Ant Group's IPO fiasco signals stricter fintech regulation in China: S&P
The regulators’ proposed new draft rules may curb rapid growth of online micro-lenders.
The massive growth enjoyed by digital micro-lending and financial technology (fintech) companies in China will likely come to a halt as local regulators move to pass a new set of rules that tightens regulations in the digital lending sector.
In a report, S&P Global Ratings said it expects the local government to continue updating its regulations and guidelines to manage the growth and risks brought by the fast evolving fintech industry.
Recently, the government abruptly halted Ant Group’s $35b initial public offering (IPO) after regulators allegedly discovered anomalies and shortcomings in the group.
"The withdrawal of Ant Group's IPO underlines the uncertainties facing fintech companies as Chinese regulators seek to reduce uncontrolled technological disruption in banking and protect consumers from excessive borrowing," said S&P Global Ratings credit analyst Fern Wang in a report.
On 2 November, a day before Ant’s IPO was scrapped, the China Banking and Insurance Regulatory Commission (CBIRC) and the People's Bank Of China (PBOC) jointly announced a new draft rules on internet micro-lending, to be followed by a one-month consultation period.
“In contrast to the emphasis on innovation and risk-taking that fintech companies wanted, China's proposed rules on internet financing would constrain cross-provincial lending; limit maximum loan amounts; require a minimum 30% capital contribution to joint borrowing, restrict leverage including use of asset-backed securities instruments; and impose minimal capital requirements on the internet small loans companies,” the report noted.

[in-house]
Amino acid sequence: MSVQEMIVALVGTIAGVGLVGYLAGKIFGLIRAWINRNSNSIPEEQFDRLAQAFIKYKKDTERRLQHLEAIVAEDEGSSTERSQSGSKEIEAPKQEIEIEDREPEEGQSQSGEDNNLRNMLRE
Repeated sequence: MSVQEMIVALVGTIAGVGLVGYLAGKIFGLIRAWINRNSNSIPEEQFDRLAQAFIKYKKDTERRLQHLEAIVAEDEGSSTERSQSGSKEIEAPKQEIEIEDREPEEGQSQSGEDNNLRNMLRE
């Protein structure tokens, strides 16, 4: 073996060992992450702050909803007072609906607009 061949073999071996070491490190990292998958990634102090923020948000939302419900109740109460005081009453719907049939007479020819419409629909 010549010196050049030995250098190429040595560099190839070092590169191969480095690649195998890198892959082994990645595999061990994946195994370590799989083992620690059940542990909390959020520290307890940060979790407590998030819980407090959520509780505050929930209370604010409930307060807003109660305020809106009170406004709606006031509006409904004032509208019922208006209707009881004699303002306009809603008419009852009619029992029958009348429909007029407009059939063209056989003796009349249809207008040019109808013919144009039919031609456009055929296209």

If implemented, the regulation could severely weaken Ant Group's consumer and small and micro finance business. This segment contributed as much as 39% to its first half 2020 revenue and is the major growth engine of the group.
The rule change not just affects Ant Group, but the online lending world in general. S&P expects that, if passed, it would slow lending growth for the more than 200 licensed internet lenders in China.
Online lenders typically offer small, unsecured loans and are not permitted to take deposits. Their licenses were initially granted by local financial bureaus under relatively lax regulations compared with those for banks.
However, under the new regulations, such lenders face constraining leverages, and will have to limit consumer borrowing compared to before.
"Whilst pro-innovation, Chinese regulators' top priority is financial stability," said Wang. "They have a particularly strong incentive to manage fast-growing consumer lending to lower-income borrowers."
S&P’s analysis found that China's banking system is more exposed to technological disruption than those of other major countries. In a study of 22 different countries, China is the only one assessed as having a very high disruption risk from technology. This was due to the inroads made by big tech firms in fintech through their platform and heavy investment in technologies like big data, AI analytics, and loud computing.
"We expect the Chinese government will further update its regulations and guidelines to manage the growth and risks brought by the fast evolving fintech industry," said S&P Global Ratings credit analyst Ryan Tsang.
"The challenge for regulators is to find a fine balance in encouraging innovation and keeping associated risks in check to make sure financial system stability is not jeopardized,” he added.
Tsang also believes that regulators will seek to reduce opportunities for regulatory arbitrage to level the playing field in terms of regulatory supervision between fintech players and traditional financial services providers.